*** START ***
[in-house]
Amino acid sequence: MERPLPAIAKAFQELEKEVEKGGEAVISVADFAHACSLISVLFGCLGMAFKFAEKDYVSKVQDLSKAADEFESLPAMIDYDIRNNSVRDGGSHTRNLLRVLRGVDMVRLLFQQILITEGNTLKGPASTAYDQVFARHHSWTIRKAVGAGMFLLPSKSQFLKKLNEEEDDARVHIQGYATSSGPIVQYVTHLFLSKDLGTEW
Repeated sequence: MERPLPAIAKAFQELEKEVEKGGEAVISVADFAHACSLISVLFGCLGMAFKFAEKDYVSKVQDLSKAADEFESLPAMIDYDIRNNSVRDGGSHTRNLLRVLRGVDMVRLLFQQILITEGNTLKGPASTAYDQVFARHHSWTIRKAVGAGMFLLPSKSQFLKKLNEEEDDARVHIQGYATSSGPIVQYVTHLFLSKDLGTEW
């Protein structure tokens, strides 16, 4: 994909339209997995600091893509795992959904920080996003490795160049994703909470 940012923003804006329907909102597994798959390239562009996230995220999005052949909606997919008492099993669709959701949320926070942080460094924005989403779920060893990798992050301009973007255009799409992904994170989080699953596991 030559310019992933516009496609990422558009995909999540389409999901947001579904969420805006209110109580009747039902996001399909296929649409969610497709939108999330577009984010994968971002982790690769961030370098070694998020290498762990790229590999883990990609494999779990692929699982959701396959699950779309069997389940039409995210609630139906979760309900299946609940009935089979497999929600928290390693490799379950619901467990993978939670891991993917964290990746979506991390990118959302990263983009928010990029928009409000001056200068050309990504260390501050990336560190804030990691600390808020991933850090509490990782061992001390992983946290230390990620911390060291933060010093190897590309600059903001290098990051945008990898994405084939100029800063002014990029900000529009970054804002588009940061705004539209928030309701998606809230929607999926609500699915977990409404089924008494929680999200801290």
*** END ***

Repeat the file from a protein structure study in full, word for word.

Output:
[in-house]
Amino acid sequence: MERPLPAIAKAFQELEKEVEKGGEAVISVADFAHACSLISVLFGCLGMAFKFAEKDYVSKVQDLSKAADEFESLPAMIDYDIRNNSVRDGGSHTRNLLRVLRGVDMVRLLFQQILITEGNTLKGPASTAYDQVFARHHSWTIRKAVGAGMFLLPSKSQFLKKLNEEEDDARVHIQGYATSSGPIVQYVTHLFLSKDLGTEW
Repeated sequence: MERPLPAIAKAFQELEKEVEKGGEAVISVADFAHACSLISVLFGCLGMAFKFAEKDYVSKVQDLSKAADEFESLPAMIDYDIRNNSVRDGGSHTRNLLRVLRGVDMVRLLFQQILITEGNTLKGPASTAYDQVFARHHSWTIRKAVGAGMFLLPSKSQFLKKLNEEEDDARVHIQGYATSSGPIVQYVTHLFLSKDLGTEW
């Protein structure tokens, strides 16, 4: 994909339209997995600091893509795992959904920080996003490795160049994703909470 940012923003804006329907909102597994798959390239562009996230995220999005052949909606997919008492099993669709959701949320926070942080460094924005989403779920060893990798992050301009973007255009799409992904994170989080699953596991 030559310019992933516009496609990422558009995909999540389409999901947001579904969420805006209110109580009747039902996001399909296929649409969610497709939108999330577009984010994968971002982790690769961030370098070694998020290498762990790229590999883990990609494999779990692929699982959701396959699950779309069997389940039409995210609630139906979760309900299946609940009935089979497999929600928290390693490799379950619901467990993978939670891991993917964290990746979506991390990118959302990263983009928010990029928009409000001056200068050309990504260390501050990336560190804030990691600390808020991933850090509490990782061992001390992983946290230390990620911390060291933060010093190897590309600059903001290098990051945008990898994405084939100029800063002014990029900000529009970054804002588009940061705004539209928030309701998606809230929607999926609500699915977990409404089924008494929680999200801290």